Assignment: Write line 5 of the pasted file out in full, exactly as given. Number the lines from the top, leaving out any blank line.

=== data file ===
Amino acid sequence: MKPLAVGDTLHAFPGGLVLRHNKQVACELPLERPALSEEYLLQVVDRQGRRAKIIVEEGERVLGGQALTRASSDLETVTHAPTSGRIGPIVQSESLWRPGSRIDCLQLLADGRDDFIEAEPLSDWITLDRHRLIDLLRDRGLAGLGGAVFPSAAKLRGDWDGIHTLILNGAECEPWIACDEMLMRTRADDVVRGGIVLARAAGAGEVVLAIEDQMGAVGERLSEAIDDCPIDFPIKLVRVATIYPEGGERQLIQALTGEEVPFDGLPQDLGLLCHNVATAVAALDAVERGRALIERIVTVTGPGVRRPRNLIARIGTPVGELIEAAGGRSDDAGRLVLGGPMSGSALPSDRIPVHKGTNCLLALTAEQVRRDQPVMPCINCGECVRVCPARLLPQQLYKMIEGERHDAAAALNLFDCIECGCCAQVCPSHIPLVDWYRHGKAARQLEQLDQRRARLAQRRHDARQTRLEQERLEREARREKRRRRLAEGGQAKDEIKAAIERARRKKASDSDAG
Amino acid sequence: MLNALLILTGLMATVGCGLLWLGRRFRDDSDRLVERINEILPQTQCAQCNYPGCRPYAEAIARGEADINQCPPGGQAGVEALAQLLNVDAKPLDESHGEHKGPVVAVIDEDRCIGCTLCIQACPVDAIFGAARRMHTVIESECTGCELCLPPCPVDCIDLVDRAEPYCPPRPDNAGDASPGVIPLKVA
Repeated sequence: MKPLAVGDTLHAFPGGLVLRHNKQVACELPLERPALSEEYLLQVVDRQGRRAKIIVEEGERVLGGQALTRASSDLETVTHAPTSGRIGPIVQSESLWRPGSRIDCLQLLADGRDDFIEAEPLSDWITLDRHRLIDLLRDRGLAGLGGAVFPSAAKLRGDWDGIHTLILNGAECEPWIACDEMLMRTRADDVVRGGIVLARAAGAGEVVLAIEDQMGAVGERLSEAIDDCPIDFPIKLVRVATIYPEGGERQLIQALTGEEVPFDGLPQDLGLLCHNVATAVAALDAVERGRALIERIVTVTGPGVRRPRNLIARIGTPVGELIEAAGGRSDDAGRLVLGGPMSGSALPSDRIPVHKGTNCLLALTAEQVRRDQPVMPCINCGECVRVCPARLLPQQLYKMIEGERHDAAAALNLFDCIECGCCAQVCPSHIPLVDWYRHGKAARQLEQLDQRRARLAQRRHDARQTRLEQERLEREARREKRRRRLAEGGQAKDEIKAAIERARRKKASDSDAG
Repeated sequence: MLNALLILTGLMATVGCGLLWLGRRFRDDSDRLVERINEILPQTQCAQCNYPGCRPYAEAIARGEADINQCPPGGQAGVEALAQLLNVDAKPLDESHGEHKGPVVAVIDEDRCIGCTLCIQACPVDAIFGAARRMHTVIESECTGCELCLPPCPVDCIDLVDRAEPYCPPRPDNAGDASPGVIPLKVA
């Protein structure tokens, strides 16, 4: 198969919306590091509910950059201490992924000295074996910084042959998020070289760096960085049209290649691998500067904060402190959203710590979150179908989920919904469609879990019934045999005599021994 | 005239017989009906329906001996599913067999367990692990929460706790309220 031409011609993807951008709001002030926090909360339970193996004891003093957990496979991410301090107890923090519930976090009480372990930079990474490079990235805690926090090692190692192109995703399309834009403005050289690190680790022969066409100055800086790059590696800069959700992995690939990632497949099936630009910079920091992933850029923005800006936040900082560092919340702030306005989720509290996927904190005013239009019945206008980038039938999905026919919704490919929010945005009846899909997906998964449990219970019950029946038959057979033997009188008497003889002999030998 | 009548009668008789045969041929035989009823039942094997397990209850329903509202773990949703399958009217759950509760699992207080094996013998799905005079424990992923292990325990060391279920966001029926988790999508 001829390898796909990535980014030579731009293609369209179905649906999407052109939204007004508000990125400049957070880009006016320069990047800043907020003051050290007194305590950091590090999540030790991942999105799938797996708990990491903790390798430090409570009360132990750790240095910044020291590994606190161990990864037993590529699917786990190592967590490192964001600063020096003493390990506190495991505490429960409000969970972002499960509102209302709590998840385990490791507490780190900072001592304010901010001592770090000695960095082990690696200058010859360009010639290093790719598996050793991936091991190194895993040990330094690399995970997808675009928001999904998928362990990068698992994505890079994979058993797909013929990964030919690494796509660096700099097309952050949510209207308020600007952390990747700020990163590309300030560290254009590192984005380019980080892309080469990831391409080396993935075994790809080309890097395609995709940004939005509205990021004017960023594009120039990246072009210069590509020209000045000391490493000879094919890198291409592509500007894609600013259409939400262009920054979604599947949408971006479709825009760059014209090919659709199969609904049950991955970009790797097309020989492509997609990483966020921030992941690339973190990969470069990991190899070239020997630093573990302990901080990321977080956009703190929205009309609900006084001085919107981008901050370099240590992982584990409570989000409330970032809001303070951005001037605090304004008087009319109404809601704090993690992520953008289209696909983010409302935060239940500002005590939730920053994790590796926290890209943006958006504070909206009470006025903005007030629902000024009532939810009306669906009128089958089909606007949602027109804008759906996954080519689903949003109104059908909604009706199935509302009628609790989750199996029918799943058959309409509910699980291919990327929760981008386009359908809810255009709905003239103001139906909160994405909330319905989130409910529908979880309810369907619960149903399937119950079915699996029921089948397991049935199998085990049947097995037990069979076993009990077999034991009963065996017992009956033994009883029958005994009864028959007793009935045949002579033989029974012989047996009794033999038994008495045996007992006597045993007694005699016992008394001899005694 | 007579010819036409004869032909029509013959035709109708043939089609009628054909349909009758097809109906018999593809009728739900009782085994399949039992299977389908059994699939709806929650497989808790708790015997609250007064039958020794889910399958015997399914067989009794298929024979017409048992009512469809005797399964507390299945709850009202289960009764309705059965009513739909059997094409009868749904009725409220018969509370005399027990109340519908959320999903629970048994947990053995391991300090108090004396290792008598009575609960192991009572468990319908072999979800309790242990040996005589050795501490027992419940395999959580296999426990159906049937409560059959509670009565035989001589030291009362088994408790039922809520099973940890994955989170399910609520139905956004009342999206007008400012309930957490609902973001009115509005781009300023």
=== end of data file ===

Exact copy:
């Protein structure tokens, strides 16, 4: 198969919306590091509910950059201490992924000295074996910084042959998020070289760096960085049209290649691998500067904060402190959203710590979150179908989920919904469609879990019934045999005599021994 | 005239017989009906329906001996599913067999367990692990929460706790309220 031409011609993807951008709001002030926090909360339970193996004891003093957990496979991410301090107890923090519930976090009480372990930079990474490079990235805690926090090692190692192109995703399309834009403005050289690190680790022969066409100055800086790059590696800069959700992995690939990632497949099936630009910079920091992933850029923005800006936040900082560092919340702030306005989720509290996927904190005013239009019945206008980038039938999905026919919704490919929010945005009846899909997906998964449990219970019950029946038959057979033997009188008497003889002999030998 | 009548009668008789045969041929035989009823039942094997397990209850329903509202773990949703399958009217759950509760699992207080094996013998799905005079424990992923292990325990060391279920966001029926988790999508 001829390898796909990535980014030579731009293609369209179905649906999407052109939204007004508000990125400049957070880009006016320069990047800043907020003051050290007194305590950091590090999540030790991942999105799938797996708990990491903790390798430090409570009360132990750790240095910044020291590994606190161990990864037993590529699917786990190592967590490192964001600063020096003493390990506190495991505490429960409000969970972002499960509102209302709590998840385990490791507490780190900072001592304010901010001592770090000695960095082990690696200058010859360009010639290093790719598996050793991936091991190194895993040990330094690399995970997808675009928001999904998928362990990068698992994505890079994979058993797909013929990964030919690494796509660096700099097309952050949510209207308020600007952390990747700020990163590309300030560290254009590192984005380019980080892309080469990831391409080396993935075994790809080309890097395609995709940004939005509205990021004017960023594009120039990246072009210069590509020209000045000391490493000879094919890198291409592509500007894609600013259409939400262009920054979604599947949408971006479709825009760059014209090919659709199969609904049950991955970009790797097309020989492509997609990483966020921030992941690339973190990969470069990991190899070239020997630093573990302990901080990321977080956009703190929205009309609900006084001085919107981008901050370099240590992982584990409570989000409330970032809001303070951005001037605090304004008087009319109404809601704090993690992520953008289209696909983010409302935060239940500002005590939730920053994790590796926290890209943006958006504070909206009470006025903005007030629902000024009532939810009306669906009128089958089909606007949602027109804008759906996954080519689903949003109104059908909604009706199935509302009628609790989750199996029918799943058959309409509910699980291919990327929760981008386009359908809810255009709905003239103001139906909160994405909330319905989130409910529908979880309810369907619960149903399937119950079915699996029921089948397991049935199998085990049947097995037990069979076993009990077999034991009963065996017992009956033994009883029958005994009864028959007793009935045949002579033989029974012989047996009794033999038994008495045996007992006597045993007694005699016992008394001899005694 | 007579010819036409004869032909029509013959035709109708043939089609009628054909349909009758097809109906018999593809009728739900009782085994399949039992299977389908059994699939709806929650497989808790708790015997609250007064039958020794889910399958015997399914067989009794298929024979017409048992009512469809005797399964507390299945709850009202289960009764309705059965009513739909059997094409009868749904009725409220018969509370005399027990109340519908959320999903629970048994947990053995391991300090108090004396290792008598009575609960192991009572468990319908072999979800309790242990040996005589050795501490027992419940395999959580296999426990159906049937409560059959509670009565035989001589030291009362088994408790039922809520099973940890994955989170399910609520139905956004009342999206007008400012309930957490609902973001009115509005781009300023």